Static in the Attic


This weekend will be the first time in six months that I won’t be living en femme (since I’ll be down at my mother’s for Thanksgiving).

Unexpectedly, the prospect of doing so doesn’t freak me out. A little sad perhaps, but it’s not a big deal. Probably because it’s really just one day, since I’m flying back Saturday night.

I still feel like I’m occupying a place on both sides of a threshold I don’t quite understand; at that place of transition, waiting, and not knowing.

Though I sure seem to be meandering towards transition. I’ve started electrolysis, I want to do voice work when time and money permit. Hormones are something I’m thinking of trying after I finish up electrolysis. I sent my photos off to the medical artist who does the Virtual FFS stuff.

All of which has caught me by surprise. I never really expected to be in this place. I never prayed to wake up as a girl when I was young. I’ve always been fairly comfortable with Teh Tranz, even when I knew society wasn’t. So it’s not like I’m sloughing off years of self-denial and self-hatred.

And yet…

As I try to work on one of my other “not happy with the current state of affairs” issues (the lack of a social life that’s not up in SF) I ask myself whether I want to build up a local social circle as a man or a woman, and the answer is pretty clear — I want new people I meet to know me as a woman.

I’m becoming increasingly less comfortable (for the most part) being in places where people see me switching genders. To the point where I won’t go out to certain restaurants on a weeknight because I usually go there en femme on the weekends. (Burly is a bit different, in part because when the clothes come off it’s pretty obviously I’m not your standard-issue woman.)

I’m leaking gender at work. I’ve been wearing (a nice neutral) nail polish to work for the past couple months. I wear stud earrings. The past two weeks I’ve worn a woman’s sweater to work — albeit the gendering of the sweater, buttons along the sleeves, was pretty subtle so no one probably noticed. (And the irony is that I worn it many because the weather turned cold and I can’t find the box of men’s sweaters I put away last spring.) There’s two fashionista co-workers who I haven’t explicitly come out to — that it’s more than just for the stage — but I’ve talked with them about needing to put together a fall wardrobe, so it’s probably not too hard for them to read between the lines. As far as I know this hasn’t caused any issues — one advantage to having a good number of people there knowing that I perform.

And yet…

I don’t hear the siren call of transition. Much as the Pink Express is problematic, there is something to be said for certainty. In my case, I’m finding I’m more comfortable as a woman, and I don’t hate being a man, even if at times it’s feeling more like a part I play. I don’t have a horror at the thought of dying as a man. It’s more like…. done the guy thing for 50 years, been there, done that; maybe it’s time to try something different.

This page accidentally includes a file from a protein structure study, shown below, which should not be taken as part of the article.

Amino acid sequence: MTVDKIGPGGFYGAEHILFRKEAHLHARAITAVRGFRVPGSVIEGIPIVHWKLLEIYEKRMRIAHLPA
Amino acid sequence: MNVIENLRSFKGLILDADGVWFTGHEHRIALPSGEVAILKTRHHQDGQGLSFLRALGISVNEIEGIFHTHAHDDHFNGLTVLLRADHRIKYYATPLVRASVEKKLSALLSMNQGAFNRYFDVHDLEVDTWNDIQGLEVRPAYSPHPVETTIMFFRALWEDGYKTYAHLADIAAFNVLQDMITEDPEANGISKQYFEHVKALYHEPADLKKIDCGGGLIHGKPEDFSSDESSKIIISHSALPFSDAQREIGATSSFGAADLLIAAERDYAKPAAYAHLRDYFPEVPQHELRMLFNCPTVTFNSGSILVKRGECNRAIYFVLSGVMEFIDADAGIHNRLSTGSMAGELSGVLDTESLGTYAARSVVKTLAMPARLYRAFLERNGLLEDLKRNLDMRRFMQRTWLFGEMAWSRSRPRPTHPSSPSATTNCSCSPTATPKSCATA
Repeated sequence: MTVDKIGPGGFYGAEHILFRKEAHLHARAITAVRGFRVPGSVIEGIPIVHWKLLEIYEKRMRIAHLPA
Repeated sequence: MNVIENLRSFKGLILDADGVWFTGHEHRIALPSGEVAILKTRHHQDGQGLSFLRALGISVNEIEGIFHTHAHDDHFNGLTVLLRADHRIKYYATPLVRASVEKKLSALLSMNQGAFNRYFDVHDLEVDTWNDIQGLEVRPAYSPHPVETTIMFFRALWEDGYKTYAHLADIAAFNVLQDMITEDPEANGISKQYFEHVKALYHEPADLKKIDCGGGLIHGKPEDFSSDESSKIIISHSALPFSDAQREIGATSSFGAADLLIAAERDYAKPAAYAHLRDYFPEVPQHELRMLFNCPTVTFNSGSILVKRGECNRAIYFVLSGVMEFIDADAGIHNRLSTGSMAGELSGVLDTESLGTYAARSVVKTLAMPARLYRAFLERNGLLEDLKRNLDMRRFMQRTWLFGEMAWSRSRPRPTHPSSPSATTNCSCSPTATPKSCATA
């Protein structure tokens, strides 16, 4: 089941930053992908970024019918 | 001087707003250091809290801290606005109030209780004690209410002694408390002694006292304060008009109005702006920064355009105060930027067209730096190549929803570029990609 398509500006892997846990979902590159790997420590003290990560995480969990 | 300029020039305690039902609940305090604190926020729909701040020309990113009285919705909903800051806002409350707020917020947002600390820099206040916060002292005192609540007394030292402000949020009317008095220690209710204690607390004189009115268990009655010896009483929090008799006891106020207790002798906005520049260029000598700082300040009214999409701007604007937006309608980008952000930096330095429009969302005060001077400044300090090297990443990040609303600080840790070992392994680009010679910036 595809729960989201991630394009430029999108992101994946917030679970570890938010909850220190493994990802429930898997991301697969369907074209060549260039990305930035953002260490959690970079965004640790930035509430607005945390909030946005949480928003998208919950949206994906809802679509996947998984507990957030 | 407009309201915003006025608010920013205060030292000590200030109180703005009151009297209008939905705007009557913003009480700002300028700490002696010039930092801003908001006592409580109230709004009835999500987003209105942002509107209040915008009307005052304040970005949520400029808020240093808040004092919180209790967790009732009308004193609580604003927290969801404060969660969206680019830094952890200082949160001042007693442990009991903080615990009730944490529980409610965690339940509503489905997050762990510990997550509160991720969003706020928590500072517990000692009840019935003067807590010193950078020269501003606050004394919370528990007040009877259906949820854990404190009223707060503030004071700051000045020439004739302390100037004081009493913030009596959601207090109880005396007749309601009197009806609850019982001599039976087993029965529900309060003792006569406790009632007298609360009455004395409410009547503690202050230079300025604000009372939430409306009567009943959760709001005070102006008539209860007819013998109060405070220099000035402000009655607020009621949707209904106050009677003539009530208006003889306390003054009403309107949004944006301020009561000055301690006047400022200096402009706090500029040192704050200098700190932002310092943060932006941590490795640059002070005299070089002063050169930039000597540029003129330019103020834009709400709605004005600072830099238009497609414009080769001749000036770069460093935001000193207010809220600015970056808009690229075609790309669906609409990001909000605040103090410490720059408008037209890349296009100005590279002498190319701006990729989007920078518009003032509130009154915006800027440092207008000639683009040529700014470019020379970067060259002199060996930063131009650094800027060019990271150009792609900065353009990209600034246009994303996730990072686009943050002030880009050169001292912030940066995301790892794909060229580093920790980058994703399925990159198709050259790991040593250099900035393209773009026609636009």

Will it work to have a life working as a man and living as a woman outside of work (perhaps with some chemical enhancements)? Quite possibly. Quite possibility not. As said, in another thread, the tipping point often seems to be when people reach a discomfort level that they can’t take anymore. Maybe I’m the boiling frog, but it doesn’t seem like I’m close to that yet.

I do have serious — if probably somewhat unfounded — worries about the impact transitioning would have on my career, especially in light of a friend’s comment that she traded her career for transition. Especially since I’m at an age where age discrimination in Silicon Valley becomes a definite thing. Which, when I am support myself is a bit scary, even if I do have far more financial reserves than most people who transition. Because the Bay Area is so fucking expensive, but there’s very few other places I’d want to live.

I do have a lot more churn in my head related to Teh Tranz these days. Mostly because I still feel like I’ve moved out of one stable place and don’t really know where I’m headed. Because I’m thinking through various possible scenarios (hey it’s what do for work). Maybe that static in the attic will calm down as I get more used to this true “dual living,” or as I work through the issues I’m wrestling with, or as I take more small steps. Or maybe that noise will be the precipitating event to transition.

Or who knows, I may end up rivaling another friend for the world’s slowest transition.